The recent key developments in Polish employment law are examined below.
1. Communication of changed notice period required
On 22 February 2016, new regulations came into force extending the notice period for a fixed-term employment contract. After the lapse of six months from the introduction of the new regulations (i.e. from 22 August 2016), the period of notice for such agreements already in force on the effective date of the new provisions was extended from two weeks to one month.
The employer is required to provide to the employee written information regarding the terms and conditions of employment which also includes the length of notice period. If the information provided to employees indicated a 2-week period of notice, employers had until 22 September 2016 to inform employees of the changed notice period.
2. Severance taxation
On 23 June 2016, the Minister of Finance issued a general tax interpretation regarding provisions of the Personal Income Tax Act. According to the interpretation, benefits stemming from voluntary redundancy programs are not exempted from personal income tax. Until now, Polish tax authorities worked on the basis that those benefits were exempted from personal income tax.
3. Draft amendments to the Act on the employment of temporary workers
The draft bill, drawn up by the Minister of Family, Labour and Social Policy, amending the Act on the employment of temporary workers is currently in the consultation (evaluation) stage. In its current wording, the bill provides for a limitation on posting a temporary worker to one employer for a total period of 18 months in the period of 36 consecutive months, regardless of how many temporary work agencies will post the temporary employee to that employer. The aim is to prevent situations in which a temporary worker – posted by various temporary work agencies – performs work for the same employer bypassing the time limits provided for in the Act.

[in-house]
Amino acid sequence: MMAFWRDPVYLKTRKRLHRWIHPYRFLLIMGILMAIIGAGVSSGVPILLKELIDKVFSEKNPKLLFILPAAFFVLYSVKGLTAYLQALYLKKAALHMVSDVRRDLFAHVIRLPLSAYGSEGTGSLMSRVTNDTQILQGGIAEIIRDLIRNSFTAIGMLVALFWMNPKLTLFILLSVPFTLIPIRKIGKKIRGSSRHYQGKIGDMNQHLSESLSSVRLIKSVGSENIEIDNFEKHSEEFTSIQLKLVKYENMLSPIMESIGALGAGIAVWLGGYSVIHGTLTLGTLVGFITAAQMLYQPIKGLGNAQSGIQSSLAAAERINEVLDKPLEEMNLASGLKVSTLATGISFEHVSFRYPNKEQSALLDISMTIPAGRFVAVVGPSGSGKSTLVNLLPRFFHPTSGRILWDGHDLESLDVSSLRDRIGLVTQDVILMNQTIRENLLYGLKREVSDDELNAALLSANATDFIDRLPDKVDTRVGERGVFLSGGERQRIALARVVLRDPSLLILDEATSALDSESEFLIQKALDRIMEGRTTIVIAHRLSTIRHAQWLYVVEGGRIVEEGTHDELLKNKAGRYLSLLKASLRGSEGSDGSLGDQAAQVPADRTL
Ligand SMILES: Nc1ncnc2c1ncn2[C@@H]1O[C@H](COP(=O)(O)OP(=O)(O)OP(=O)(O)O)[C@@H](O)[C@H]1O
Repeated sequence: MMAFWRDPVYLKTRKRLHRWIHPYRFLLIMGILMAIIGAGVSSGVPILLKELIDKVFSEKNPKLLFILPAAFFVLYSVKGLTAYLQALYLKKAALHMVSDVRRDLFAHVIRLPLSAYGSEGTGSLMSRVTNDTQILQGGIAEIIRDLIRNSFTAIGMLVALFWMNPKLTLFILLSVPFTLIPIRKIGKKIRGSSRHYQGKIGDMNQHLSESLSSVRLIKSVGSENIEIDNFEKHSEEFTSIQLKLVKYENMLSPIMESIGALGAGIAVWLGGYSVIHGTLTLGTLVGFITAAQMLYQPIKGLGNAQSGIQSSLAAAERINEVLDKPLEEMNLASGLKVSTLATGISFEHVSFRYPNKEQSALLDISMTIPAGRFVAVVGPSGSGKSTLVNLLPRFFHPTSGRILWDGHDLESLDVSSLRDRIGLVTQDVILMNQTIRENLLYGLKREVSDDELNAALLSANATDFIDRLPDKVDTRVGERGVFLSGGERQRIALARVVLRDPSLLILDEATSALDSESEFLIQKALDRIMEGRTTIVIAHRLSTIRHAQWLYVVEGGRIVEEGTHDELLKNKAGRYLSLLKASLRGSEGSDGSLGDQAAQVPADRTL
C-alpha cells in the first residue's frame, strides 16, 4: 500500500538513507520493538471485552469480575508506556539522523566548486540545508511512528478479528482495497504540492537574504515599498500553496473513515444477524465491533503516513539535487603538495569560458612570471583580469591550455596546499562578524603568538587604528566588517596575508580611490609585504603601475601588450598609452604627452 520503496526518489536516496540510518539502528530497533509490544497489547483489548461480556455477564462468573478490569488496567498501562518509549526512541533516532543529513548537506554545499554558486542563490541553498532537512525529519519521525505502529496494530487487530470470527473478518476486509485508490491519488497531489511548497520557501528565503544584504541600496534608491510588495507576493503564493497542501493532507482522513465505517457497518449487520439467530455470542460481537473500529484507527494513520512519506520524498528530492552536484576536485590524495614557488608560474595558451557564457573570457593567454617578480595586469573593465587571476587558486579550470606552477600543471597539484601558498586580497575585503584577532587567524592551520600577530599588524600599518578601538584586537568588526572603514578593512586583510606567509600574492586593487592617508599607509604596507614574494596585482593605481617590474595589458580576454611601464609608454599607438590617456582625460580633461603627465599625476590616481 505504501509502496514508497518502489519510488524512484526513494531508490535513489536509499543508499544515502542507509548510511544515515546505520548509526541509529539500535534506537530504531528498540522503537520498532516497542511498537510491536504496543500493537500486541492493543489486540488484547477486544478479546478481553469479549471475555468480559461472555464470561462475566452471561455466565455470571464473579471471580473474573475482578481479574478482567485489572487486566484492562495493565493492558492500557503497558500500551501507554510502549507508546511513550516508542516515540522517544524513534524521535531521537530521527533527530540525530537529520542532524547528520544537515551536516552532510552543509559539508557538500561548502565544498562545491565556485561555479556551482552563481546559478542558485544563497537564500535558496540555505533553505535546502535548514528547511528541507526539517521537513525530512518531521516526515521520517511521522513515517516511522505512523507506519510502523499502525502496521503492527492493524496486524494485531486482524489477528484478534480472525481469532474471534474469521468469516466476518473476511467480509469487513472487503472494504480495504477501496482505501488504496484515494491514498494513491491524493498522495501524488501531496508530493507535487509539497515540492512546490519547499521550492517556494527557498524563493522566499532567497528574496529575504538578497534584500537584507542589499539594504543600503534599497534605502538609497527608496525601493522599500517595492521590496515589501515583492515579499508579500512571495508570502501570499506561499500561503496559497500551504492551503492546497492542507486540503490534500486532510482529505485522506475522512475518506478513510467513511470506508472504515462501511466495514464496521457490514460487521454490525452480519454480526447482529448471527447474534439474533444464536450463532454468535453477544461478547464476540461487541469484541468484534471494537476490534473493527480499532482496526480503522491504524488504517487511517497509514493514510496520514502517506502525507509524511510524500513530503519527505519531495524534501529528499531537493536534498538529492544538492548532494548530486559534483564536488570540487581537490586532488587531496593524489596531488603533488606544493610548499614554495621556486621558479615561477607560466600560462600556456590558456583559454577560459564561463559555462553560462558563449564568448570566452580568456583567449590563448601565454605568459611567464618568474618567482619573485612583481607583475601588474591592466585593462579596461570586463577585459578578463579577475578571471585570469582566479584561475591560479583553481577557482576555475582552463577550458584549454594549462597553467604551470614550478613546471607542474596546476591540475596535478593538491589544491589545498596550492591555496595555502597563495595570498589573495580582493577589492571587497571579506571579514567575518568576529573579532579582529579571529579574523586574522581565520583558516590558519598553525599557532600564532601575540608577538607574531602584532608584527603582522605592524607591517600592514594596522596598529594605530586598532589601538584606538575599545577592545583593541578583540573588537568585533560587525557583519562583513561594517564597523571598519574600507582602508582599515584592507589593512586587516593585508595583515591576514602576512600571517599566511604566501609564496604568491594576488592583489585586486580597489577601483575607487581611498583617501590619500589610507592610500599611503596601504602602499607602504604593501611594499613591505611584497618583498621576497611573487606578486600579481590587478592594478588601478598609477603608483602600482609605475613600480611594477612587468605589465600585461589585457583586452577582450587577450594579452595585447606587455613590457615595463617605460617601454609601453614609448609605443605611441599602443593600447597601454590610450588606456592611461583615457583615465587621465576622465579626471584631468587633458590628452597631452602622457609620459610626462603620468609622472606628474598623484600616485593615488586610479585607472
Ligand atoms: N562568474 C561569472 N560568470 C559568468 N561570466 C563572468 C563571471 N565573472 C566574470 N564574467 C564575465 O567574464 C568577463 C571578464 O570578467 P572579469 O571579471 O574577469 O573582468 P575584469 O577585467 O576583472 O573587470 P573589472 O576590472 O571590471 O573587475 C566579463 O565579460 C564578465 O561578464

4. Amendments to the Civil Code and the Code of Civil Procedure
On 8 September 2016, important amendments to the Civil Code and the Code of Civil Procedure came into force. They include the introduction of a new form of legal act – the “document form”. To comply with the document form of a legal act, it is sufficient to make a declaration of will in the form of a document, in a manner allowing the identification of the person making such declaration. A document constitutes any carrier of information enabling a review of its contents. According to the explanatory memorandum to the amendment, the content of the document may be freely disclosed (e.g. graphic symbols, sound, image etc), recorded on any carrier (e.g. paper or computer file) and by any means (e.g. pen, computer, mobile phone etc).
The new rules upgrade the legal status of content recorded and transmitted electronically. This will be of major importance for conducting legal disputes between parties to an employment relationship. Therefore, employers should be careful regarding information transmitted to employees e.g. by email, as such messages may be used in court as evidence of granting the employee a specific benefit (e.g. bonus) or changing the conditions of employment.
Should you have any questions concerning the legal matters outlined above as they may apply to your business in Poland, please contact Roch Pałubicki (firstname.lastname@example.org) on +48 (0) 618 560 414. Alternatively you can also contact the partner in charge of your account.
Art. 29 § 3 of the Polish Labour Code
to Art. 29 § 3(2) of the Polish Labour Code
Article 21 section 1 item 3 of the Personal Income Tax Act
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